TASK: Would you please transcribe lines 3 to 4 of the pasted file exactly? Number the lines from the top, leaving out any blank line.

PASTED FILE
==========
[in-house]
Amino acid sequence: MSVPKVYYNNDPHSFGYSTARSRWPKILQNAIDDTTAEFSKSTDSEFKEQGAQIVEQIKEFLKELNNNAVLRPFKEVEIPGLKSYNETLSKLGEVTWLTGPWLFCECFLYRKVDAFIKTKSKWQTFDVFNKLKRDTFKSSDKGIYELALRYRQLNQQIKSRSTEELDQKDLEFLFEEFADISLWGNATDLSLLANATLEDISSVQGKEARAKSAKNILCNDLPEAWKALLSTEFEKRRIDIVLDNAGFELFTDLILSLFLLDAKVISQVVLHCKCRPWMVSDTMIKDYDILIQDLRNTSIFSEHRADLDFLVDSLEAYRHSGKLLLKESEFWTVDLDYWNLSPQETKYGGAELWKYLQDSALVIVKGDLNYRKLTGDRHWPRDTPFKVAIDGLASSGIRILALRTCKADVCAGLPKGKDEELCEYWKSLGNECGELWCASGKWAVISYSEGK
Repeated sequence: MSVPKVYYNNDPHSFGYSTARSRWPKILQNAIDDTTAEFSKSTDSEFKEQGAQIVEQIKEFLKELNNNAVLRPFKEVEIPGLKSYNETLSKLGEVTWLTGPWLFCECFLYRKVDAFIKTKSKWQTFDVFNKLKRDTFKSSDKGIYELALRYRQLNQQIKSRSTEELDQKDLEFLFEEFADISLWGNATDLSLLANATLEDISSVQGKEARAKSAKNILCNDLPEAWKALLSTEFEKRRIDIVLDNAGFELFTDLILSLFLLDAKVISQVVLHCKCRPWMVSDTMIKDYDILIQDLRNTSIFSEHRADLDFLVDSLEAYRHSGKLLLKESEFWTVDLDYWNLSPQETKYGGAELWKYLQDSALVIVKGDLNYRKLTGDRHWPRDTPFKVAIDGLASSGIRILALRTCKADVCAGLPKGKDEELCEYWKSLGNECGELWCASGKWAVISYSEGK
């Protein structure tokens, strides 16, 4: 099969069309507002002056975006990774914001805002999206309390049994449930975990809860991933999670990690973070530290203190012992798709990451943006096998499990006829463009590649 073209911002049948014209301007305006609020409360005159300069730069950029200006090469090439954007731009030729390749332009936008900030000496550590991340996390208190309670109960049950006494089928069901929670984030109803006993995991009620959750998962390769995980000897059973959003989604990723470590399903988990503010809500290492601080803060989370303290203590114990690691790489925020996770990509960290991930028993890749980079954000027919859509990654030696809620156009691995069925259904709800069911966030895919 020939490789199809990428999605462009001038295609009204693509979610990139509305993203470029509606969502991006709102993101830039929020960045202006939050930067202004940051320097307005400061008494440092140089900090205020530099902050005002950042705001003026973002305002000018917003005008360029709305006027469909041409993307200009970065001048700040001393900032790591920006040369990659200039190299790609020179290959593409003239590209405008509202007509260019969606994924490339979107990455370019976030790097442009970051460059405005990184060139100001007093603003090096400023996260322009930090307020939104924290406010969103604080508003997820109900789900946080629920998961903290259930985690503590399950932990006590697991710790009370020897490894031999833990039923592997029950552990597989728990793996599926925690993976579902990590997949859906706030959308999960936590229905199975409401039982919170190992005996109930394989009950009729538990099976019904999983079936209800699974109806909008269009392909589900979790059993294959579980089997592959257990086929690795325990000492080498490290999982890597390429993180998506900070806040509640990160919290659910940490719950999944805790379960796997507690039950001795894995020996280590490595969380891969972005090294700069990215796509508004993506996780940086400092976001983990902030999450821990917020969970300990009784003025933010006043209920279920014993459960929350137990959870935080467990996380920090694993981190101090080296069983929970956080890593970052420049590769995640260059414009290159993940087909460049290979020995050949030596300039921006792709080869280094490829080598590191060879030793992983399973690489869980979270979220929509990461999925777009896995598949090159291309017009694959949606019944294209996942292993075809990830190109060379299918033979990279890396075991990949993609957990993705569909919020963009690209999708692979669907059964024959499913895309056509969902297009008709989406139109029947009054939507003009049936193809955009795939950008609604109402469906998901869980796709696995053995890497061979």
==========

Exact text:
Repeated sequence: MSVPKVYYNNDPHSFGYSTARSRWPKILQNAIDDTTAEFSKSTDSEFKEQGAQIVEQIKEFLKELNNNAVLRPFKEVEIPGLKSYNETLSKLGEVTWLTGPWLFCECFLYRKVDAFIKTKSKWQTFDVFNKLKRDTFKSSDKGIYELALRYRQLNQQIKSRSTEELDQKDLEFLFEEFADISLWGNATDLSLLANATLEDISSVQGKEARAKSAKNILCNDLPEAWKALLSTEFEKRRIDIVLDNAGFELFTDLILSLFLLDAKVISQVVLHCKCRPWMVSDTMIKDYDILIQDLRNTSIFSEHRADLDFLVDSLEAYRHSGKLLLKESEFWTVDLDYWNLSPQETKYGGAELWKYLQDSALVIVKGDLNYRKLTGDRHWPRDTPFKVAIDGLASSGIRILALRTCKADVCAGLPKGKDEELCEYWKSLGNECGELWCASGKWAVISYSEGK
């Protein structure tokens, strides 16, 4: 099969069309507002002056975006990774914001805002999206309390049994449930975990809860991933999670990690973070530290203190012992798709990451943006096998499990006829463009590649 073209911002049948014209301007305006609020409360005159300069730069950029200006090469090439954007731009030729390749332009936008900030000496550590991340996390208190309670109960049950006494089928069901929670984030109803006993995991009620959750998962390769995980000897059973959003989604990723470590399903988990503010809500290492601080803060989370303290203590114990690691790489925020996770990509960290991930028993890749980079954000027919859509990654030696809620156009691995069925259904709800069911966030895919 020939490789199809990428999605462009001038295609009204693509979610990139509305993203470029509606969502991006709102993101830039929020960045202006939050930067202004940051320097307005400061008494440092140089900090205020530099902050005002950042705001003026973002305002000018917003005008360029709305006027469909041409993307200009970065001048700040001393900032790591920006040369990659200039190299790609020179290959593409003239590209405008509202007509260019969606994924490339979107990455370019976030790097442009970051460059405005990184060139100001007093603003090096400023996260322009930090307020939104924290406010969103604080508003997820109900789900946080629920998961903290259930985690503590399950932990006590697991710790009370020897490894031999833990039923592997029950552990597989728990793996599926925690993976579902990590997949859906706030959308999960936590229905199975409401039982919170190992005996109930394989009950009729538990099976019904999983079936209800699974109806909008269009392909589900979790059993294959579980089997592959257990086929690795325990000492080498490290999982890597390429993180998506900070806040509640990160919290659910940490719950999944805790379960796997507690039950001795894995020996280590490595969380891969972005090294700069990215796509508004993506996780940086400092976001983990902030999450821990917020969970300990009784003025933010006043209920279920014993459960929350137990959870935080467990996380920090694993981190101090080296069983929970956080890593970052420049590769995640260059414009290159993940087909460049290979020995050949030596300039921006792709080869280094490829080598590191060879030793992983399973690489869980979270979220929509990461999925777009896995598949090159291309017009694959949606019944294209996942292993075809990830190109060379299918033979990279890396075991990949993609957990993705569909919020963009690209999708692979669907059964024959499913895309056509969902297009008709989406139109029947009054939507003009049936193809955009795939950008609604109402469906998901869980796709696995053995890497061979």